Have continuously resided in the United States since June 
24, 2015. See INA section 244(c)(1)(A)(ii); 8 U.S.C. 
1254a(c)(1)(A)(ii); 8 CFR 244.9(a)(2); and
     Have been continuously physically present in the United 
States since June 24, 2015, the effective date of the designation of 
Nepal. See INA sections 244(b)(2)(A), (c)(1)(A)(i);8 U.S.C. 
1254a(b)(2)(A), (c)(1)(A)(i).
    You must also submit two color passport-style photographs of 
yourself. The filing instructions on the Application for Temporary 
Protected Status (Form I-821) list all the documents needed to 
establish basic eligibility for TPS. You may also find information on 
the acceptable documentation and other requirements for applying for 
TPS on the USCIS Web site at www.uscis.gov/tps under ``TPS Designated 
Country: Nepal.''

Do I need to submit additional supporting documentation?

    If one or more of the questions listed in Part 4, Question 2 of the 
Application for Temporary Protected Status (Form I-821) applies to you, 
then you must submit an explanation on a separate sheet(s) of paper 
and/or additional documentation. Depending on the nature of the 
question(s) you are addressing, additional documentation alone may 
suffice, but usually a written explanation will also be needed.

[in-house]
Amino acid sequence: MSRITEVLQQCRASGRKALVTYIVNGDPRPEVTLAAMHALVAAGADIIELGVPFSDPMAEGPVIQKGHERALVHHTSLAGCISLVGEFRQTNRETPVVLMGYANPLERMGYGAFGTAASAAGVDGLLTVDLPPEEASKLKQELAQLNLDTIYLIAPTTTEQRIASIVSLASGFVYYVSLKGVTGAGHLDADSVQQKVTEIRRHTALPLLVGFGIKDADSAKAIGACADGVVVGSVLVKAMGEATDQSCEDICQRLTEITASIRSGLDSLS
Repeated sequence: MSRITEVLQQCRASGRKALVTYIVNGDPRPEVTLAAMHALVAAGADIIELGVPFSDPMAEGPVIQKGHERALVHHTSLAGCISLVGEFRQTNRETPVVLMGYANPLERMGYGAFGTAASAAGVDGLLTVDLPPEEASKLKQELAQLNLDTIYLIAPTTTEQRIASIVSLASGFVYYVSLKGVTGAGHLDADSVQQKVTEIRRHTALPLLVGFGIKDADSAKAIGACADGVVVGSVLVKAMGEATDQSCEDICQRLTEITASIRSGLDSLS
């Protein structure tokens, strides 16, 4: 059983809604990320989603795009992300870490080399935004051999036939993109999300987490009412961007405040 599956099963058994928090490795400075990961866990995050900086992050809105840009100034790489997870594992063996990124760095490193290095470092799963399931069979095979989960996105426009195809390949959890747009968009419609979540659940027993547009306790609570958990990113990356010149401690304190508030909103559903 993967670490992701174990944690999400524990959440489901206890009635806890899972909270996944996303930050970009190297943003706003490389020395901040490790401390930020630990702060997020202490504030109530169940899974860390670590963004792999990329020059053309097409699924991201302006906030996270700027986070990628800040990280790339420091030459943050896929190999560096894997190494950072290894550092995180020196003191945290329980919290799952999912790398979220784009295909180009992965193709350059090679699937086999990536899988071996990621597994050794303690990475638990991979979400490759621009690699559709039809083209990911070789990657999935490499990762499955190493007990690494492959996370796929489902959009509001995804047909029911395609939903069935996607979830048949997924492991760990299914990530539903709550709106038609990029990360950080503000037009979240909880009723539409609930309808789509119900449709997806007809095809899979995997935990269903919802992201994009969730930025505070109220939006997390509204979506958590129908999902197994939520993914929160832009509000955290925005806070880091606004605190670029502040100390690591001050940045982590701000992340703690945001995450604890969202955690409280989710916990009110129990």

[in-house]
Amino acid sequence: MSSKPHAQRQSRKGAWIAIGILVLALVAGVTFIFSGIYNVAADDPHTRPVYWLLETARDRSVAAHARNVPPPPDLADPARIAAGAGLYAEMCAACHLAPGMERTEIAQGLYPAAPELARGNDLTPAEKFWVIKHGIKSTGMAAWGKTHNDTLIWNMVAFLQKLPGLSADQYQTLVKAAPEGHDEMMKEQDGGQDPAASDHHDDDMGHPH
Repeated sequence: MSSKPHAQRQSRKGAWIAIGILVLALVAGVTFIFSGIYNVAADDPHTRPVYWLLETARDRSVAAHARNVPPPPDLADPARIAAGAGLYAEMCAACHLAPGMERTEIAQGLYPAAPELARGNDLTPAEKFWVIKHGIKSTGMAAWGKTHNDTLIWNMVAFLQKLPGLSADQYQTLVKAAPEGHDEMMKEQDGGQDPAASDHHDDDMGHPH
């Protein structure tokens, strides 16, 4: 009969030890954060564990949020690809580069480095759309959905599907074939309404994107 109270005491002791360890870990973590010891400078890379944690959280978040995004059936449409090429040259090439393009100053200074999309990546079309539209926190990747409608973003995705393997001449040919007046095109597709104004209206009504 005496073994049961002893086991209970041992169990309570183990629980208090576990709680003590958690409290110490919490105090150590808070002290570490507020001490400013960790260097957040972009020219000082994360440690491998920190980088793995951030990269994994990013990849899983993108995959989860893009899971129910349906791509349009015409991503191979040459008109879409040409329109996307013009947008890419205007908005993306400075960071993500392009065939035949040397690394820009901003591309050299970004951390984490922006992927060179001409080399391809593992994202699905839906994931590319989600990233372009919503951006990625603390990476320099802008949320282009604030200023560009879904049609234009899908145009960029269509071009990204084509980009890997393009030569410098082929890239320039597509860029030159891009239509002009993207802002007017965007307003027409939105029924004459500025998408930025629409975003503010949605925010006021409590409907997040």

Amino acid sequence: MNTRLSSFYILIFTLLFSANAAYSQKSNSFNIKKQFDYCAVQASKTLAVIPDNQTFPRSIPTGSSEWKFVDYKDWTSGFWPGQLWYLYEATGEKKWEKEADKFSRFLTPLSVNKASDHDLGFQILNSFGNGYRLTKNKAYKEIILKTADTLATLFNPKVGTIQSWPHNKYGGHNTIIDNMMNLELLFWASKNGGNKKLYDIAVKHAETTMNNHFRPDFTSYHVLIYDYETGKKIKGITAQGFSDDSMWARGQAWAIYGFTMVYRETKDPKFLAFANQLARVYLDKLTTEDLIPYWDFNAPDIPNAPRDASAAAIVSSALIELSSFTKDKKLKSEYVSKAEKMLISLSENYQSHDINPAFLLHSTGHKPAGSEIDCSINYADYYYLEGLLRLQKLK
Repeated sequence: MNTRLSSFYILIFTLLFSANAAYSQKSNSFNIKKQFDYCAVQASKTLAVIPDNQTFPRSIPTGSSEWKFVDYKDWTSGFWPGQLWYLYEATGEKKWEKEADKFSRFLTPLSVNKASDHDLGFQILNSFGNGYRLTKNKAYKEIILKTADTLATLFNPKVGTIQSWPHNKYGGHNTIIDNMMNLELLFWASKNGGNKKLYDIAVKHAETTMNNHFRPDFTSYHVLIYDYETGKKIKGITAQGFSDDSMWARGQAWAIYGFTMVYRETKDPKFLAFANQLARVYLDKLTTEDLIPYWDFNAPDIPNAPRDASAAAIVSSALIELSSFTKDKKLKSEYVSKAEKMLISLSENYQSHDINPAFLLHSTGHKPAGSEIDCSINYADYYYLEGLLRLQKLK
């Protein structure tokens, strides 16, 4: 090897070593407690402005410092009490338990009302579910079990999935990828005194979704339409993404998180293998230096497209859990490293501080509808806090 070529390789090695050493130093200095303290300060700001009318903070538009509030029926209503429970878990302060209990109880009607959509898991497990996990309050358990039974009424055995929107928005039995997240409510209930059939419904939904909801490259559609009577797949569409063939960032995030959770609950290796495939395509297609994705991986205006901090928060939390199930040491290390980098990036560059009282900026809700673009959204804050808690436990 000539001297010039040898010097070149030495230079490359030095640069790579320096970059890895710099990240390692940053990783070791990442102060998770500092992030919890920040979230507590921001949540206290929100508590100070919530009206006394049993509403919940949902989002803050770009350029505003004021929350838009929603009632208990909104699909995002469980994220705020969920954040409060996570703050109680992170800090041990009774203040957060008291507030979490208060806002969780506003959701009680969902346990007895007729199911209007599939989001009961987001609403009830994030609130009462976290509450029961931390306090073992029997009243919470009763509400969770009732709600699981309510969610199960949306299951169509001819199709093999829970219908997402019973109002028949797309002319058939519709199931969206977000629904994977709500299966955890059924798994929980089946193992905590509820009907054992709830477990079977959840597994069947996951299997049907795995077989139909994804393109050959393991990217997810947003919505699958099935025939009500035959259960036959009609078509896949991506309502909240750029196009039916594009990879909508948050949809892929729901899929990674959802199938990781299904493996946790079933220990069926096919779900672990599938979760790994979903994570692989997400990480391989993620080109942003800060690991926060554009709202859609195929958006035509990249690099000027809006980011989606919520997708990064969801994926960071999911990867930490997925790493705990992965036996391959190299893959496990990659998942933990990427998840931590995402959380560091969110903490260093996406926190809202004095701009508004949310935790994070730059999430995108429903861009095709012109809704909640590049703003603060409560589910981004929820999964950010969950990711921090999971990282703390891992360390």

[[Page 36349]]

Employment Authorization Document (EAD)

 How can I obtain information on the status of my EAD request?

    To obtain case status information about your TPS application, 
including the status of a request for an EAD, you can check Case Status 
Online, available at the USCIS Web site at http://www.uscis.gov, or 
call the USCIS National Customer Service Center at 800-375-5283 (TTY 
800-767-1833). If your Form I-765 Application for Employment 
Authorization has been pending for more than 90 days, and you still 
need assistance, you may request an EAD inquiry appointment with USCIS 
by using the InfoPass system at https://infopass.uscis.gov. However, 
we strongly encourage you first to check Case Status Online or call the 
USCIS National Customer Service Center for assistance before making an 
InfoPass appointment.

When hired, what documentation may I show to my employer as proof of 
employment authorization and identity when completing Employment 
Eligibility Verification (Form I-9)?

    You can find a list of acceptable document choices on the ``List of 
Acceptable Documents'' for Employment Eligibility Verification (Form I-
9). You can find additional detailed information on the USCIS I-9 
Central Web page at http://www.uscis.gov/I-9Central. Employers are 
required to verify the identity and employment authorization of all new 
employees by using the Employment Eligibility Verification (Form I-9).